“While we estimated that 2 billion people would be impacted by these changes, the most troubling aspect of our results was that we found that many of the environmental stressors will co-occur in areas inhabited by people who can least afford it,” said Andrew Thurber, an Oregon State University oceanographer and co-author on the study.
ENVIRONMENT — Gov. Jay Inslee, and a bipartisan group of Washington legislators will be in in Spokane on Wednesday for a Climate Legislative Executive Workgroup (CLEW) meeting to clear the path for carbon reduction and clean energy investment in the state.
It's the first of three meetings to be held across the state.
I mention this in the Outdoors blog because outdoorsmen need to pay attention. Climate change is in the news for its culpability to affecting many facets of of outdoor recreation and wildlife, including the survival of moose, wolverines and salmonids.
Last spring, Governor Inslee outlined the need for swift action on curbing the state's share of climate pollution, citing the health of residents, the economy, the state's budget, and the environment as areas being seriously damaged by the current levels of carbon emissions.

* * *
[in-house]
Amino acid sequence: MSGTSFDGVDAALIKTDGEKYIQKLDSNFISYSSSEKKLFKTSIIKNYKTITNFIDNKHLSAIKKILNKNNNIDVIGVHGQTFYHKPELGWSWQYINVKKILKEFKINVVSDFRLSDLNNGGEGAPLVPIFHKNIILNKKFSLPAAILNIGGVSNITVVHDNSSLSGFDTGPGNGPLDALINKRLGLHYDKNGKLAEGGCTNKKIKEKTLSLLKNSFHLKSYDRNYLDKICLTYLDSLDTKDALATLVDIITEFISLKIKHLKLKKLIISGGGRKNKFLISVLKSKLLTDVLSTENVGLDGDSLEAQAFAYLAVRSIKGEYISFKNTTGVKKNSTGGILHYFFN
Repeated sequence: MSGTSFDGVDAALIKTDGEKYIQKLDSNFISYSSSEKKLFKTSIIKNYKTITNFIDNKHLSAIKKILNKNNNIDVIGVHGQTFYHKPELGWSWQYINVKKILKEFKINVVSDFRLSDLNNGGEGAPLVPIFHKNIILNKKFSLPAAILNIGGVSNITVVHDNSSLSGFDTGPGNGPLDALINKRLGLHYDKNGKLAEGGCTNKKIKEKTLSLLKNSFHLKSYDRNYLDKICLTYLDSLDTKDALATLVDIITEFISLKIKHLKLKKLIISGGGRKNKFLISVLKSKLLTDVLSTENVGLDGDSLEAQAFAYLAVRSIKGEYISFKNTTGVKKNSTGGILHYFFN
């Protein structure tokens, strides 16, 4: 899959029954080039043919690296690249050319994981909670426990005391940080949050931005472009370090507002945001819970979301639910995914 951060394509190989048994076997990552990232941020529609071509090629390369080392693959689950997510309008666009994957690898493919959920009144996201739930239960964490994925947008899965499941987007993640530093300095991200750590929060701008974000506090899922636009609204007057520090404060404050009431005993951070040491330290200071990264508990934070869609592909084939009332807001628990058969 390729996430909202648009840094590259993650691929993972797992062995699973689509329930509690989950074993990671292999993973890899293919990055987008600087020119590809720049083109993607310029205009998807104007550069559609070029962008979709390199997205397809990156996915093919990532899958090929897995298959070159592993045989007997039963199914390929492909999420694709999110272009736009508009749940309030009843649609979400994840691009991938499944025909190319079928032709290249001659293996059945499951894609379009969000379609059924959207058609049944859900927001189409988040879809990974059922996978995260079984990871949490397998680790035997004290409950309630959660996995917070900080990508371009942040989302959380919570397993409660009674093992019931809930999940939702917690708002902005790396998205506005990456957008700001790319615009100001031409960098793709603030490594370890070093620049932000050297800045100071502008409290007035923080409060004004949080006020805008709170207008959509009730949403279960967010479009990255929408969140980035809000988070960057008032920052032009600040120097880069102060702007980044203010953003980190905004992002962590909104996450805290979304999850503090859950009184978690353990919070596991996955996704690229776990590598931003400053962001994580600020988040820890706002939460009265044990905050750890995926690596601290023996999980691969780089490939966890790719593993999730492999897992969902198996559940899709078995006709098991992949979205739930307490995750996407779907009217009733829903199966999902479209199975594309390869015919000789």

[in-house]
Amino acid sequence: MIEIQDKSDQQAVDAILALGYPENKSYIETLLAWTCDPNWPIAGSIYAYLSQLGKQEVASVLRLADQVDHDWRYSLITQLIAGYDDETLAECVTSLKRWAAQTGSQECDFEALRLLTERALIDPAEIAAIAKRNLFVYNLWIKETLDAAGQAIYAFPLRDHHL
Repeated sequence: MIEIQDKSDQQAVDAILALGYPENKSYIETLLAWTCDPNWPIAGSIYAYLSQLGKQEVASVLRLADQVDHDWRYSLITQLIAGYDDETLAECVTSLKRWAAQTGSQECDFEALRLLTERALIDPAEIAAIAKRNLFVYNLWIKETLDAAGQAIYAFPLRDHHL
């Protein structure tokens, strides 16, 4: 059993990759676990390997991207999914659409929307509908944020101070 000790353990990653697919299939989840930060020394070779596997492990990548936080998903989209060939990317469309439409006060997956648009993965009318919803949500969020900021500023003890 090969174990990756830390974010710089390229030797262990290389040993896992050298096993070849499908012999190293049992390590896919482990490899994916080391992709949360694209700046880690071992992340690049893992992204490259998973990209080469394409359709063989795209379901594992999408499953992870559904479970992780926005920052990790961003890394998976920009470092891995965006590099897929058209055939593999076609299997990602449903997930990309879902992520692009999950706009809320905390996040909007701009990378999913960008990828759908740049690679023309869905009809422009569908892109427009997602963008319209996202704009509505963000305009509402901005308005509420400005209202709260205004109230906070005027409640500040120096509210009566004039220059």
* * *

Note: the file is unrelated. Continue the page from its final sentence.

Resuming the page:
Among other impacts in the region, climate disruption is being felt in Eastern Washington through the increased frequency, intensity, and life of forest fires. Climate change also has been linked to "ocean acidification," that's impacting including oyster growers and other fishing industries.
The Climate Workgroup is outline several options that can act as economic drivers to curb climate disruption, including a cap and price on carbon pollution, a clean fuels standard, an end to “coal-by-wire” energy from out of state, along with new transportation planning and investments in energy efficiency.
WHEN: Wednesday, Oct. 16, from 5 p.m.-8:30 p.m.
WHERE: Spokane Falls Community College campus